BMW SA’s skills secure IT hubComment on this story
BMW South Africa is set to treble the number of software engineers it employs, after it was selected to become one of only three centres that will supply specialised information technology (IT) services to the BMW group worldwide.
The BMW SAP Competence Hub, which was launched at its site in Menlyn, Pretoria, yesterday employs 80 software engineers who are skilled in the development of applications using SAP software for enterprises. The centre will grow its skills complement to between 250 and 300 engineers, according to Guy Kilfoil, the spokesman for BMW SA.
BMW’s other IT hubs are situated in the US and India.
South Africa will specifically focus on building applications and software for BMW internal business processes that include production logistics, warehousing and production IT solutions.
Bodo Donauer, the managing director for BMW SA, said the South African plant in Rosslyn had been exporting the BMW 3 Series sedan since 1992, but it was a little known fact that it had also been outsourcing its IT expertise to other BMW production locations globally over the past six years.
BMW’s South African engineers have developed processes for China, Brazil and India and previously supplied sales and marketing, logistics, human resources and finance solutions to Germany, the US and the UK.
Kilfoil said IT was the biggest enabler of business for the group. “We’ve decided the IT drives business and that we will run IT like a business.”
He said the hub would not grow BMW SA’s balance sheet. Services will be charged out to BMW branches in the different countries. Establishment of the IT hub in South Africa had only required investment in hardware and real estate rental, but the monetary investment was not “huge”.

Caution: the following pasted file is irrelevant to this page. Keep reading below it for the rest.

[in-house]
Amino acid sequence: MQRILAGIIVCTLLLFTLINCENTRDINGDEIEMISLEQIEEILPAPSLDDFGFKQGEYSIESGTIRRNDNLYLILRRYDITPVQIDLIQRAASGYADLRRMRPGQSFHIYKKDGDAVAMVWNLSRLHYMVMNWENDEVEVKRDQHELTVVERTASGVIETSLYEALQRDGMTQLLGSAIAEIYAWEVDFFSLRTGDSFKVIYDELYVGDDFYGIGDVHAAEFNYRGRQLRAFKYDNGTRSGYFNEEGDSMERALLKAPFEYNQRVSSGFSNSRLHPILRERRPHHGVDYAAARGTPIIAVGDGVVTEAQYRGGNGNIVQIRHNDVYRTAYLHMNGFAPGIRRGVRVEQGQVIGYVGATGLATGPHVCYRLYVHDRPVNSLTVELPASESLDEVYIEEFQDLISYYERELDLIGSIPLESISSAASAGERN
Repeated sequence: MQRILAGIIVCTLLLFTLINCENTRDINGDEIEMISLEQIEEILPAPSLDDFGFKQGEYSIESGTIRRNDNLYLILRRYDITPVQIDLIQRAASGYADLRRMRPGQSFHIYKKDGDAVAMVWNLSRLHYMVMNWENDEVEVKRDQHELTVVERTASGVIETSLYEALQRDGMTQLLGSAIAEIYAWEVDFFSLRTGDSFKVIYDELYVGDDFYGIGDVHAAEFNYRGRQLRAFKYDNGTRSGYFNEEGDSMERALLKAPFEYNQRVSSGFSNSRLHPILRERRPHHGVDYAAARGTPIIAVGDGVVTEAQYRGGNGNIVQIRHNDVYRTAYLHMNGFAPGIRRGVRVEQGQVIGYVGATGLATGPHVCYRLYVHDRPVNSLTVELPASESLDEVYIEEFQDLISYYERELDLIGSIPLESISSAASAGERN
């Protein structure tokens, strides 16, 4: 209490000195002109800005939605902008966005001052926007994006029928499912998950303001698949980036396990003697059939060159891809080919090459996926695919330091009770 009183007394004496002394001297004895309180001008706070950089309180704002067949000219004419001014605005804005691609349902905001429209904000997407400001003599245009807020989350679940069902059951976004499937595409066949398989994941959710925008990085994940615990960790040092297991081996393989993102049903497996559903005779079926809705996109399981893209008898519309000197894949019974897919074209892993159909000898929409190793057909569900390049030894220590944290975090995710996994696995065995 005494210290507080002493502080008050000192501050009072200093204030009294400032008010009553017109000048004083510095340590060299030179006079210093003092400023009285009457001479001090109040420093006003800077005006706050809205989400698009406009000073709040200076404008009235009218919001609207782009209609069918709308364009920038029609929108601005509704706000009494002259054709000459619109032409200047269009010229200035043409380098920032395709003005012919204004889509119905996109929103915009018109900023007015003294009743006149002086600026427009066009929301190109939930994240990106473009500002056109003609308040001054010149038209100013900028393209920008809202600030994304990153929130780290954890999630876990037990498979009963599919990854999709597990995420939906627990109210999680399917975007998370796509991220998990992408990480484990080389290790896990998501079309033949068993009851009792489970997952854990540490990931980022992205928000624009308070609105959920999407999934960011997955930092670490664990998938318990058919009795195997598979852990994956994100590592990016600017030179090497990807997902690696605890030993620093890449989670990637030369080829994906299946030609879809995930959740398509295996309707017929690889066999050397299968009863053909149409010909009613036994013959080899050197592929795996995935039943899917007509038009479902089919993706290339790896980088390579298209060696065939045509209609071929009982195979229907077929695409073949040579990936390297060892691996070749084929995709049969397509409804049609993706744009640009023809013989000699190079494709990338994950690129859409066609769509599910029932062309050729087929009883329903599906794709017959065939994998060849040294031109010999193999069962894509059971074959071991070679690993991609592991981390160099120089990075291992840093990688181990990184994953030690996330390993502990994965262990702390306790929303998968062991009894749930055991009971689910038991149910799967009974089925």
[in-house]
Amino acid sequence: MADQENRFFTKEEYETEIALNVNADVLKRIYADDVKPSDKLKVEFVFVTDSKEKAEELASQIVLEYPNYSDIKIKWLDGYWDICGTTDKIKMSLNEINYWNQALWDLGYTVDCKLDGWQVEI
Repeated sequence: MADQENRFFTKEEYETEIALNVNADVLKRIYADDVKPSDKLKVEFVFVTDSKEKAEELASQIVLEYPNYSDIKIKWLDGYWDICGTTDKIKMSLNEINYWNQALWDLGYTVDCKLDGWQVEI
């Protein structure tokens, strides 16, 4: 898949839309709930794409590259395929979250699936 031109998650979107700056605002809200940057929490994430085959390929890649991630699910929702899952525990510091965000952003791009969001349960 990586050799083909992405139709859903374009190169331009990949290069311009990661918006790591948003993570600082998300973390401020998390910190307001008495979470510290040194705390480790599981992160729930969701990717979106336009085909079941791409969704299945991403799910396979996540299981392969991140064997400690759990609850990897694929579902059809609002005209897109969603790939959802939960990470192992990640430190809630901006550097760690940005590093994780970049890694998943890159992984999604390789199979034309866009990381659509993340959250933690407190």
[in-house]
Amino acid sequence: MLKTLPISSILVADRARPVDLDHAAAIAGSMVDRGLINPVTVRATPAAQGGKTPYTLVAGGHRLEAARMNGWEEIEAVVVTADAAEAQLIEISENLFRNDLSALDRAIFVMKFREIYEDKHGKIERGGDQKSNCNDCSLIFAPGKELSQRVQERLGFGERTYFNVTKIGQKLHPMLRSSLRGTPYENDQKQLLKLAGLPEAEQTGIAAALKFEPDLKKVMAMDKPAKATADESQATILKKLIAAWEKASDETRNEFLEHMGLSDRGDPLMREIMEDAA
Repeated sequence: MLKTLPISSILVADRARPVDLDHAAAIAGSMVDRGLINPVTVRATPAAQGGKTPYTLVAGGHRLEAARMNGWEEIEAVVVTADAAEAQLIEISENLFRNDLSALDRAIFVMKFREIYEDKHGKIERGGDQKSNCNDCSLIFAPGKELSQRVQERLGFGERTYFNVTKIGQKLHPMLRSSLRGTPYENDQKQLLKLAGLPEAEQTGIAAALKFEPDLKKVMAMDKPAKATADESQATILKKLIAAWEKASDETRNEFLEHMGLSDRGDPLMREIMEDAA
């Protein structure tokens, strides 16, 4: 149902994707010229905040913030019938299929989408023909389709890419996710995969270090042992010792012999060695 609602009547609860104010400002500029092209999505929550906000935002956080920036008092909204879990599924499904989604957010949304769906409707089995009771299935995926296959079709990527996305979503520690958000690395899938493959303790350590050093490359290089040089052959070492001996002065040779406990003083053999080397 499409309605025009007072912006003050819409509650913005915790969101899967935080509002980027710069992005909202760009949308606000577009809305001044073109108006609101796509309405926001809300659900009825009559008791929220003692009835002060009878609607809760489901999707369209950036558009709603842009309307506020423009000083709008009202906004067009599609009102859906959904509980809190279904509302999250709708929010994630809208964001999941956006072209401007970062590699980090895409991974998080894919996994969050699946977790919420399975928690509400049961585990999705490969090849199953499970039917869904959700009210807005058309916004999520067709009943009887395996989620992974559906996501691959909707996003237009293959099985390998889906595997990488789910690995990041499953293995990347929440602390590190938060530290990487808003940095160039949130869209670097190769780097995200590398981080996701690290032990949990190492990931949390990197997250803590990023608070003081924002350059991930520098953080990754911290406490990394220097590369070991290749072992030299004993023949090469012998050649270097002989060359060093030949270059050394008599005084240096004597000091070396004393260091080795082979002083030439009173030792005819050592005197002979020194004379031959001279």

Karl Probst, the chief information officer for the BMW Group, was a speaker at the launch. He said: “The choice of this location has been made, first and foremost, according to the availability of IT skills in the region.”
The distribution of the competence centres across the global regions makes it possible to understand and fulfil the local demands of markets, production locations and in some cases, customers, even better, according to Probst.
According to BMW, unlike the other markets, South Africa’s SAP skills are unique. About 60 percent of all South African SAP configurators are also SAP software developers. The advantage is attributed to the fact that the local market comprises medium-sized companies, which forces consultants to be multi-skilled to enhance their competitiveness, and this provided BMW with the access to a unique set of resources.
The company said the pooling of specific application-based software at the competence centres, which will share the global responsibility, promoted further industrialisation of BMW IT and further development of the IT organisation from a federal IT structure, among other things.
Pfungwa Serima, the chief executive for SAP Africa, said the applications being developed at the competence hub, based on the SAP real-time platform, would enable better-informed decision-making and transformative innovation in the automotive market.
“When you can increase quality and manufacture efficiently while delivering excellent sales and service, you can significantly increase profitability and secure a competitive advantage. SAP is thus effectively powering the BMW value chain,” Serima said.